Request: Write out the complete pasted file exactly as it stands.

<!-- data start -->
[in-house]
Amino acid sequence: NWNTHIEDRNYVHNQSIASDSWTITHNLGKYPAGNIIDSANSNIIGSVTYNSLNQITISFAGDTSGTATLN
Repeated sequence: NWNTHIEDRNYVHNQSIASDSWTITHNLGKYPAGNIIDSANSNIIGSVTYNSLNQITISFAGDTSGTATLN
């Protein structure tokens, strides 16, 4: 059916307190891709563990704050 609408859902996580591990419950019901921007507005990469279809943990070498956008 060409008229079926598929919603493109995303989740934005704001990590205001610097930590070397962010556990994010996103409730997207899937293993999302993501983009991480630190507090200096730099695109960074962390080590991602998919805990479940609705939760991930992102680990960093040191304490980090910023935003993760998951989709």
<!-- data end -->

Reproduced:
[in-house]
Amino acid sequence: NWNTHIEDRNYVHNQSIASDSWTITHNLGKYPAGNIIDSANSNIIGSVTYNSLNQITISFAGDTSGTATLN
Repeated sequence: NWNTHIEDRNYVHNQSIASDSWTITHNLGKYPAGNIIDSANSNIIGSVTYNSLNQITISFAGDTSGTATLN
């Protein structure tokens, strides 16, 4: 059916307190891709563990704050 609408859902996580591990419950019901921007507005990469279809943990070498956008 060409008229079926598929919603493109995303989740934005704001990590205001610097930590070397962010556990994010996103409730997207899937293993999302993501983009991480630190507090200096730099695109960074962390080590991602998919805990479940609705939760991930992102680990960093040191304490980090910023935003993760998951989709």